In a summary statement of deficiencies dated May 18, 2017, the state surveyor documented that the facility “waived responsibility for lost or stolen items in the Admission Agreement.” The surveyor noted that within the facility’s Admission Agreement and Admission Packet, the Policy for the Theft or Loss of Personal Property of Residents “includes a Waiver of Liability.”
This document states that:
“I further understand that Avante, its owners, directors, officers, employees, management companies, parent companies, and affiliated companies for any theft or loss of my valuables and instead agreed to accept full responsibility and entirely assume any and all risk and liability for any such theft or loss.”
In a summary statement of deficiencies dated May 18, 2017, the state investigator documented the facility’s failure “to act upon grievances discuss and the resident council meeting to document the response and rationale for [five months] of Resident Council Meetings reviewed.”
The state investigator interviewed the Resident Council President on the late morning of May 17, 2017 who said that “she did not know that the Resident Council could file grievances.” The president stated that “the facility staff person who is responsible for acting on the grievance does not come to the Resident Council Meetings to tell them what they are doing about the issue, so they do not know if the grievance was addressed or not.”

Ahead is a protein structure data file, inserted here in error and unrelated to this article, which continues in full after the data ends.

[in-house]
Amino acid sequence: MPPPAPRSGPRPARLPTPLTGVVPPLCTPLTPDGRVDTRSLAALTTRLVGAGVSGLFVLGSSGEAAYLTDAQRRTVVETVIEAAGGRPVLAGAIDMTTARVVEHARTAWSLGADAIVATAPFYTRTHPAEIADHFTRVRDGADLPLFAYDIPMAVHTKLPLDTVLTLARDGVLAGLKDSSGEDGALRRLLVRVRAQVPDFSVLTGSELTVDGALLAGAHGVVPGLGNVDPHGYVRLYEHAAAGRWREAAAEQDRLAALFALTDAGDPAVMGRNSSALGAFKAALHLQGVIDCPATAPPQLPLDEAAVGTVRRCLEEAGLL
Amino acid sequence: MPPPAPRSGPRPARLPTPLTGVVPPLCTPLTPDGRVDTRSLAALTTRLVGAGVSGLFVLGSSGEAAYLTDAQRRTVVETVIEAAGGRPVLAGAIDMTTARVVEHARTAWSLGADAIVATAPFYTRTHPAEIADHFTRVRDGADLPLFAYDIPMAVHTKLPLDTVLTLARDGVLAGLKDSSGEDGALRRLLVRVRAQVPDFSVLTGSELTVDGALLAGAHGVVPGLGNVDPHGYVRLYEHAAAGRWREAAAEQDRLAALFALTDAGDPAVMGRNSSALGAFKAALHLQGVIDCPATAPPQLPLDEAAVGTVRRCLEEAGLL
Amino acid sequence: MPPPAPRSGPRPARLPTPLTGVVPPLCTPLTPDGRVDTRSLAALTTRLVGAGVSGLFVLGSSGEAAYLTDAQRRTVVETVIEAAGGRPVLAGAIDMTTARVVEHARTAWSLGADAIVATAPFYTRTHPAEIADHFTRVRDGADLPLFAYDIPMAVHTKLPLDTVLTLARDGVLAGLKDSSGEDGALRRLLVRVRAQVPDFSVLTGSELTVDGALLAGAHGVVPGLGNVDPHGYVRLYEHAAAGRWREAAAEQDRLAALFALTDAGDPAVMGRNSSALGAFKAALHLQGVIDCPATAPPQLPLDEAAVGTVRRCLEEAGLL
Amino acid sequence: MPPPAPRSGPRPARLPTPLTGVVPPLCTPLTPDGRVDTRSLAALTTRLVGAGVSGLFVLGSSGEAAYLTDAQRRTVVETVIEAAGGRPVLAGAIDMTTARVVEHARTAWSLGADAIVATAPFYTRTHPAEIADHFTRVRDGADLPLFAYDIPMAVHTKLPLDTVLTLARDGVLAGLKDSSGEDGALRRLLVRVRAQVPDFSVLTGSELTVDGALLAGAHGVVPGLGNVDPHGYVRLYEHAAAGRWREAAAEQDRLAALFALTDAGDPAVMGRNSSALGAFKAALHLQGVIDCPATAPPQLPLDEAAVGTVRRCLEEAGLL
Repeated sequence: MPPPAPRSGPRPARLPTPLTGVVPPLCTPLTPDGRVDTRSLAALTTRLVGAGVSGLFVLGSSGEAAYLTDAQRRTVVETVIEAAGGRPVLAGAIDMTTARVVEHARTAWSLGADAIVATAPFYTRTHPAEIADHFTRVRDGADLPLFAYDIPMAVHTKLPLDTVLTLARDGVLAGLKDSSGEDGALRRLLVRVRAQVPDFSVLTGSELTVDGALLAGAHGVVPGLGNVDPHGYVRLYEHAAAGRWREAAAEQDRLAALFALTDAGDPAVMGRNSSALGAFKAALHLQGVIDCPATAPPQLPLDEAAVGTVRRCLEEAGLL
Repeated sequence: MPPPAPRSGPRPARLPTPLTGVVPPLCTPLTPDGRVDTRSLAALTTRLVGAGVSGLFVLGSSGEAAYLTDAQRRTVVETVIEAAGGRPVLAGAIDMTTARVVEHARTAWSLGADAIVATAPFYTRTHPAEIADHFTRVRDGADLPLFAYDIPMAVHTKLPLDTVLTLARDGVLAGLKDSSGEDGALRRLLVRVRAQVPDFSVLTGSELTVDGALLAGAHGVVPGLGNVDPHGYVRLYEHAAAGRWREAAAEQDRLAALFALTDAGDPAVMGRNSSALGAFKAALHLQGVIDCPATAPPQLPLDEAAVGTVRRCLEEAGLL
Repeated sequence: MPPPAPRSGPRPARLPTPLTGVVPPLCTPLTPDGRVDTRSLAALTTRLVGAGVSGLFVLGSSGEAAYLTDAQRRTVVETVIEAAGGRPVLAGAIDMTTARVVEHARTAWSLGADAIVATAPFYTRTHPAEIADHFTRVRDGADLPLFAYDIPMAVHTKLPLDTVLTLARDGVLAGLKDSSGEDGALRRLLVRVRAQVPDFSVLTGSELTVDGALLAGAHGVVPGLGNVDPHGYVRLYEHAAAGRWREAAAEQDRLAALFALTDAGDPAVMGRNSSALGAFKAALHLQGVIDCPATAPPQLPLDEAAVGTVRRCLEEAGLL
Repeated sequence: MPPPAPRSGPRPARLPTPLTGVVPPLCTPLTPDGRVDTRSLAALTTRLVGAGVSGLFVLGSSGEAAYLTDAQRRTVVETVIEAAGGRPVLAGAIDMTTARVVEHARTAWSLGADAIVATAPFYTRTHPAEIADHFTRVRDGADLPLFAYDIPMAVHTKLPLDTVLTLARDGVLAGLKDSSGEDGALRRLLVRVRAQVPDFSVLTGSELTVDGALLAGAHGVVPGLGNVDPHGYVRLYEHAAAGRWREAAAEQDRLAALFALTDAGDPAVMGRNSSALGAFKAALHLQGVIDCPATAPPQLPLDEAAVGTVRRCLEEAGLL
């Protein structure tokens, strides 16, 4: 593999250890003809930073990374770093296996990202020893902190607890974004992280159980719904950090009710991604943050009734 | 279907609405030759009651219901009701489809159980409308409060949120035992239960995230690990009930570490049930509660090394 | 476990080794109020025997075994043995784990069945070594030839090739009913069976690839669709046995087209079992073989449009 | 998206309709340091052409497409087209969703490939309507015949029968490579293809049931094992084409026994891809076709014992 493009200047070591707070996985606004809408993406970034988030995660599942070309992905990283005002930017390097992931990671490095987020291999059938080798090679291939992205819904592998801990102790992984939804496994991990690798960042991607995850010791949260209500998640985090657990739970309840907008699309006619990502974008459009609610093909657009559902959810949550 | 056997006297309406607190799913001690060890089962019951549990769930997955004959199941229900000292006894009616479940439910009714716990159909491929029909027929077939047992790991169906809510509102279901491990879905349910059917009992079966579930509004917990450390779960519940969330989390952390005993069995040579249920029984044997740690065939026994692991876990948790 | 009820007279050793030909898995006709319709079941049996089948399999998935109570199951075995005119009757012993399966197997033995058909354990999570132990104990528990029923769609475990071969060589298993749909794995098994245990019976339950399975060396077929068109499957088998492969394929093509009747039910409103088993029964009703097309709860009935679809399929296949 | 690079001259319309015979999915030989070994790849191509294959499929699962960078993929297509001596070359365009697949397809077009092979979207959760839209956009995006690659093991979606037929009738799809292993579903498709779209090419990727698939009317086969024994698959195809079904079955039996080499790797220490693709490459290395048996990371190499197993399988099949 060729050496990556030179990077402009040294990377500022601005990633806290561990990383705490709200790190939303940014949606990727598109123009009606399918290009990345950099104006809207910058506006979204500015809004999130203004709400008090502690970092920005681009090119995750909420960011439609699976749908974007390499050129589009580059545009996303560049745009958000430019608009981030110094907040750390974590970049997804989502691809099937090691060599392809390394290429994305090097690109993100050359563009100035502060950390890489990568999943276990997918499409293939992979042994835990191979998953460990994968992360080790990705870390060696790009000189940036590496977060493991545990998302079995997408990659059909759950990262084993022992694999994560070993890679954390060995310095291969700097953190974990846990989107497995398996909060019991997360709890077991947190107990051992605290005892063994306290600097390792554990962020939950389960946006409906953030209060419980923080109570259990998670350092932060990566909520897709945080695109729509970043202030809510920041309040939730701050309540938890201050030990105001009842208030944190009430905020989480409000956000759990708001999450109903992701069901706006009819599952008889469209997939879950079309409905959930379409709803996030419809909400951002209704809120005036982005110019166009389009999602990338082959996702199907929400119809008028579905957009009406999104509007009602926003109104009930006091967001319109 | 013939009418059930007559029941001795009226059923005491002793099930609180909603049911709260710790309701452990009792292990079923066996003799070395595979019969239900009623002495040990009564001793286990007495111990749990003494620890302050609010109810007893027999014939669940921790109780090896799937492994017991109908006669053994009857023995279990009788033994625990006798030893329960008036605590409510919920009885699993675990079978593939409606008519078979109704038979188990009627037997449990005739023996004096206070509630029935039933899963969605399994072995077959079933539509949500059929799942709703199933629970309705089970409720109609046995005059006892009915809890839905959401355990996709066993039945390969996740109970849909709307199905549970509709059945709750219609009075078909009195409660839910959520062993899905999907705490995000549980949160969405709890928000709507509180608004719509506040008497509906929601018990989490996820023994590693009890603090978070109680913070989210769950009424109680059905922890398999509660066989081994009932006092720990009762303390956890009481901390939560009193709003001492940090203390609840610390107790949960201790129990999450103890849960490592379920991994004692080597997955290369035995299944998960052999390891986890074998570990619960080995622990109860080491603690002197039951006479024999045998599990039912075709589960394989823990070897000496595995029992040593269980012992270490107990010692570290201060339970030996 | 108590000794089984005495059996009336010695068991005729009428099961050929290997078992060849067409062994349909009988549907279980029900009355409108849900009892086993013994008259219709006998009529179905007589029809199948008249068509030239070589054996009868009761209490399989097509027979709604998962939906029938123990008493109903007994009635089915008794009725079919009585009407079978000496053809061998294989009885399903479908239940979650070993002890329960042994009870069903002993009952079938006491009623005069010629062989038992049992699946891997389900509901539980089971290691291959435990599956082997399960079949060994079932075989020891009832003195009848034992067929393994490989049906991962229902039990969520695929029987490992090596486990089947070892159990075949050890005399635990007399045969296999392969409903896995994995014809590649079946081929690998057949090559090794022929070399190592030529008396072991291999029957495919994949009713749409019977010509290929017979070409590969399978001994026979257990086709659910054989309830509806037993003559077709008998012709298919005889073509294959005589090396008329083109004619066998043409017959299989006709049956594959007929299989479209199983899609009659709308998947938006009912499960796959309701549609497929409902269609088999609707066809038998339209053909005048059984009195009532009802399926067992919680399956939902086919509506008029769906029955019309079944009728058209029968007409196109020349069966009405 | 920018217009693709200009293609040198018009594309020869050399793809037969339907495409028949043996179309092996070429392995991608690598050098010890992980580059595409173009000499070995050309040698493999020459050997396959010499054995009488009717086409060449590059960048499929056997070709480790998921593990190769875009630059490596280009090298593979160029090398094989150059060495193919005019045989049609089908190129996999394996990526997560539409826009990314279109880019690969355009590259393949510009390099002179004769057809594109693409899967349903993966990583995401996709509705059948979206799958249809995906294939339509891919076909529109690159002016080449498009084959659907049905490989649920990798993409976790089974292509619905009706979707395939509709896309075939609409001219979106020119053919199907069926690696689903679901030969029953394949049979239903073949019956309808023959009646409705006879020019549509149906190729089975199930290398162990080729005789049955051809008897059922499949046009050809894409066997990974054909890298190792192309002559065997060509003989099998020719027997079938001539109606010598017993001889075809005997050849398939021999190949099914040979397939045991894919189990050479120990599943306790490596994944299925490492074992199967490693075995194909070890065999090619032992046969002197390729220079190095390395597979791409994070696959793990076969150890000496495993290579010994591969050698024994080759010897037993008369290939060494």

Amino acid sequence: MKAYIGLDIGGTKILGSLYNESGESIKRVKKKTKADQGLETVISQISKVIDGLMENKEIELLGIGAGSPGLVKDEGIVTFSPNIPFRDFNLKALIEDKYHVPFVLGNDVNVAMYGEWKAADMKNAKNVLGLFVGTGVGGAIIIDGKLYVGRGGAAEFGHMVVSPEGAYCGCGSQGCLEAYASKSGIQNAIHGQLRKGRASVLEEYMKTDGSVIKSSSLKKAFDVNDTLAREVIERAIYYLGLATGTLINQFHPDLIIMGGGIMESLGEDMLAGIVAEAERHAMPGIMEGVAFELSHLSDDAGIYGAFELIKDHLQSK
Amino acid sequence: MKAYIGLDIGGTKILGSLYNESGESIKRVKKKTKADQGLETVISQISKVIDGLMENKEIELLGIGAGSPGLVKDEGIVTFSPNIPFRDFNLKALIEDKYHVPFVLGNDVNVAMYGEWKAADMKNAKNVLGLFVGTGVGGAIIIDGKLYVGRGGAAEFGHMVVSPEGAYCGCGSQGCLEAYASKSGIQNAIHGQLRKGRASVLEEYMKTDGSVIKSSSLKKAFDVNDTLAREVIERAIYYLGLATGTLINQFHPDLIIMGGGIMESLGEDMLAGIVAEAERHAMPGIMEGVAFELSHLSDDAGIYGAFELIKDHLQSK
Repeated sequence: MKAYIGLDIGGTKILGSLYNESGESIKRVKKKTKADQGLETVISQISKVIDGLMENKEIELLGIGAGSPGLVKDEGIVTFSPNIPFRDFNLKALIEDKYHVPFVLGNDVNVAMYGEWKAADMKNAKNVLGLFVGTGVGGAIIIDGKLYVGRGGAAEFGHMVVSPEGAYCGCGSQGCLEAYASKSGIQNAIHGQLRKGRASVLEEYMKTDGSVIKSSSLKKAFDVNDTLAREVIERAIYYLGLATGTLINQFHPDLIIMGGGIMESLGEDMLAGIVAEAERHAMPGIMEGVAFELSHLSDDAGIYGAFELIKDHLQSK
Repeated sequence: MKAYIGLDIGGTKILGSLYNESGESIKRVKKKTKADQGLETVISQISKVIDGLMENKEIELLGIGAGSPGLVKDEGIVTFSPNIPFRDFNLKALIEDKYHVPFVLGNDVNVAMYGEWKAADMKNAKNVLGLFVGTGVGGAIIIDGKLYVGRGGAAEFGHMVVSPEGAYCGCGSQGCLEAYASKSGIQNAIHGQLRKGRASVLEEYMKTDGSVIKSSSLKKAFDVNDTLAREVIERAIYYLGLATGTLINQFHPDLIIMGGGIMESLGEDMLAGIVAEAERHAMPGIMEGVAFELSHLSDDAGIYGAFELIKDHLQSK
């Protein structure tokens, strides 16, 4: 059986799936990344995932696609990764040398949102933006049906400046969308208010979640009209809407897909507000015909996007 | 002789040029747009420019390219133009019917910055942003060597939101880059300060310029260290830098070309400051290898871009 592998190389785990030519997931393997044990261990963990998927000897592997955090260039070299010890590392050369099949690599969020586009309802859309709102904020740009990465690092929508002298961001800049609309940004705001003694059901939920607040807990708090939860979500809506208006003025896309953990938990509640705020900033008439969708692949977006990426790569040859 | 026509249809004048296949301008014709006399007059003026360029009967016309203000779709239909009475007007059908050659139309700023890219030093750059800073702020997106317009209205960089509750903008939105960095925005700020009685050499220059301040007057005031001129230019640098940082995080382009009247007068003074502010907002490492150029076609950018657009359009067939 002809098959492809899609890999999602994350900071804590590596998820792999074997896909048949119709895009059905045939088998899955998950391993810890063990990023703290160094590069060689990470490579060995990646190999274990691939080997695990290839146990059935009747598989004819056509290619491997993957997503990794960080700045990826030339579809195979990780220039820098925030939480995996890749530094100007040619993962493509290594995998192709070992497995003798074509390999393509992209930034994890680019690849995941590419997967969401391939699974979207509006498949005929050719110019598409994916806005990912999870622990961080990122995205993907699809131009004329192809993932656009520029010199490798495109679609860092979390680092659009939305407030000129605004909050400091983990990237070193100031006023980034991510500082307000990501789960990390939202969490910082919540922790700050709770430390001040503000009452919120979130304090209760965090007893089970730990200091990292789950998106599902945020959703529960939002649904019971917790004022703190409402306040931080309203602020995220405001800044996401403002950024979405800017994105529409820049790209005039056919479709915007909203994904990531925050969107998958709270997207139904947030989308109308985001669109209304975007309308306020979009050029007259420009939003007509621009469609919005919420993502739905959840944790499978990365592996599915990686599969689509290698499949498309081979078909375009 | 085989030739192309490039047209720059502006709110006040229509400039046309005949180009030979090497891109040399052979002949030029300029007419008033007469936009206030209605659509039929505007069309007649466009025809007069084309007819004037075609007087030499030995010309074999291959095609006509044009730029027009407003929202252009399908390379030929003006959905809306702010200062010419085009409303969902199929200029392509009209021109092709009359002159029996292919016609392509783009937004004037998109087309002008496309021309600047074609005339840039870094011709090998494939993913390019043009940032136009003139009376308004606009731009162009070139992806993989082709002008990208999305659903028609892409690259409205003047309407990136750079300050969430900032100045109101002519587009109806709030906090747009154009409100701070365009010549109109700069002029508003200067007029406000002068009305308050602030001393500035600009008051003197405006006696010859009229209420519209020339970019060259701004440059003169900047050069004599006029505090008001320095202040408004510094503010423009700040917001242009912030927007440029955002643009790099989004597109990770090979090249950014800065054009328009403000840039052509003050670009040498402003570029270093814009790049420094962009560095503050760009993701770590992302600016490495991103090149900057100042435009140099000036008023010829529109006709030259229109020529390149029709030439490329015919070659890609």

A review of the Resident Council Minutes from December 2016 through April 10, 2017 “revealed new concepts were discussed in every meeting, but the response and rationale were not documented. Review of the grievance logged from the last survey to present time did not reveal any grievances from the Resident Council.”